Monday, April 13, 2009

The Carnac Stones

A dramatic battle is raging over the future - and the soul - of the conglomeration of neolithic standing stones at Carnac in Brittany, the largest site of its kind in the world. A coalition of amateur archaeologists, small farmers, environmentalists and Breton nationalists, led by a folk musician and a round-the-world yachtsman, has seized control of the central group of Carnac menhirs, or standing stones.

The 3,000 hunks of granite, erected 6,000 years ago (or more) in rows spread over two and a half miles, form a vast monument to the mysteries of early humanity, comparable in importance to Stonehenge. The protestors fear that the site's owner - the French state - plans to turn them into a theme park, or what they call a "Menhirland". The state accuses the protesters of having desecrated the place they love.

Since 1991, the principal groups of Carnac stones have been fenced in by ugly, green-mesh enclosures, similar to the controversial barrier erected around Stonehenge. Three weeks ago, the protesters stormed the main visitor centre, found the keys to the fences and threw all the stone alignments open to the public for free (to the delight of tourists).

French government officials have now recaptured and padlocked two of the three main groups of stones. But they say that the protesters have already caused permanent damage to the site by allowing tourists to wander among the menhirs at will.

Nonsense, say the demonstrators, who still hold the visitor centre and access to Kermario, the most central group of neolithic alignments. They say that it was the state that damaged the site by its misguided management in the 1980s (including using bulldozers to move stones around).

If Paris cares about the menhirs, they asked, why has it allowed scores of other groups of stones in the Carnac area - there are 80 sites and over 14,000 stones within a 10-mile radius - to fall into ruin? Why has the state changed its zoning rules to permit development near the main alignments, while trying to evict small farmers who have co-existed with the stones for years?

"They have plans, only half-disclosed, to commercialise the stones," said Eugène Riguidel, 62, a round-the-world yachtsman and environmental activist, who is vice-president of Menhirs Libres, the group leading the protest.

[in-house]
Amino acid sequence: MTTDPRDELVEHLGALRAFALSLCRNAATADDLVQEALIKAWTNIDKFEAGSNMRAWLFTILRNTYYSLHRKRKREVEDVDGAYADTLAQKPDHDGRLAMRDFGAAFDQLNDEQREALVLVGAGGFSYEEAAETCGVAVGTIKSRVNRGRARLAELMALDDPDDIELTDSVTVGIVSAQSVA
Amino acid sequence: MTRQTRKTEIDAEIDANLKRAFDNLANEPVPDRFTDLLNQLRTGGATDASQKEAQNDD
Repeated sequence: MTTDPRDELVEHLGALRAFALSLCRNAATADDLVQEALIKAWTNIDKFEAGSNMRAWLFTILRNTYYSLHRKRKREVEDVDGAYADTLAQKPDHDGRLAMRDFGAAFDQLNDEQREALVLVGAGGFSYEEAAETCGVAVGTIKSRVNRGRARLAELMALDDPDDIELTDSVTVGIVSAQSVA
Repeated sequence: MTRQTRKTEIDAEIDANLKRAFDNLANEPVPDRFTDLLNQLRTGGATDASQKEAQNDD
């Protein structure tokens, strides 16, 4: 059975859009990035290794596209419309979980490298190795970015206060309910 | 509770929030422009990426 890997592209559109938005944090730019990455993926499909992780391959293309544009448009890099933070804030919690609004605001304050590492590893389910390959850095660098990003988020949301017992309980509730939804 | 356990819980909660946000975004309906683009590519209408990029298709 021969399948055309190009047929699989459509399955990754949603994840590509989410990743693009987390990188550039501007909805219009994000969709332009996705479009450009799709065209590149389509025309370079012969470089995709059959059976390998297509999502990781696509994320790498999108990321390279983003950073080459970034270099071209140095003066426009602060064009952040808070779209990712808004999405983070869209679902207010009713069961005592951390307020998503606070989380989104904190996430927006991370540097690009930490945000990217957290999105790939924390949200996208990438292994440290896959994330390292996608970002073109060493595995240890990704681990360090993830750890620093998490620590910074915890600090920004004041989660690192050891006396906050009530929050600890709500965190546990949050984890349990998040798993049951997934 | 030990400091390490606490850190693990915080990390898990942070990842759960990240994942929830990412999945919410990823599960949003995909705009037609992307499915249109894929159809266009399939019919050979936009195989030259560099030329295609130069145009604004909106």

"They want to clear residents away from the site, make it antiseptic, build a large, paying car park and visitor centre and then probably hotels. We want the stones - all the stones - to be cherished, to be protected, but not to be fenced in with enclosures which destroy the beauty and atmosphere of this magical place."

The French government says that "Menhirland" is a myth. The site was fenced because unrestricted access by one million visitors a year was destroying vegetation and threatening to destabilise the stones. Officials say the government's plan, published in 1996 (and rejected by 87 per cent of local people) aims to restore the site's grandeur, not to turn it into a theme park.

Christian Obeltz, 40, a folk musician and amateur archaeologist, who is the other vice-president of Menhirs Libres, retorted: "If they really cherish the stones, why is there such a tiny sum in their plans [£15,000] for archaeological exploration to try to understand who built the alignments and why?"

Astonishingly, there has been little thorough exploration of Carnac since the pioneering work of the Scottish archaeologist James Miln in the 1860s, who carried out extensive excavations in the area.

At that time, fewer than 700 of the nearly 3,000 stones at the main Carnac sites were still standing. Early photographs and drawings suggest that parts of today's neat alignments may be incorrect. They were originally more haphazard. Also, it appears that some of the stones were re-erected upside down.

Others were quarried in the 1930s to fill gaps in the lines. Some were shifted to make way for roads. A few, scandalously, were shoved into new positions, to make way for the ugly fences in 1991.

"There is a huge amount of work that needs to be done to understand the site and restore its integrity," Mr Obeltz said. "Otherwise, we will just be selling the tourists myths and legends and a simplified, regularised Carnac, something which fails to comprehend the real immensity and mystery of the place."

The battle of Carnac has settled, for the time being, into a typically French stand-off. The French authorities show no willingness to evict the protesters from the site. Nor have they shown any intention to listen to their criticism.

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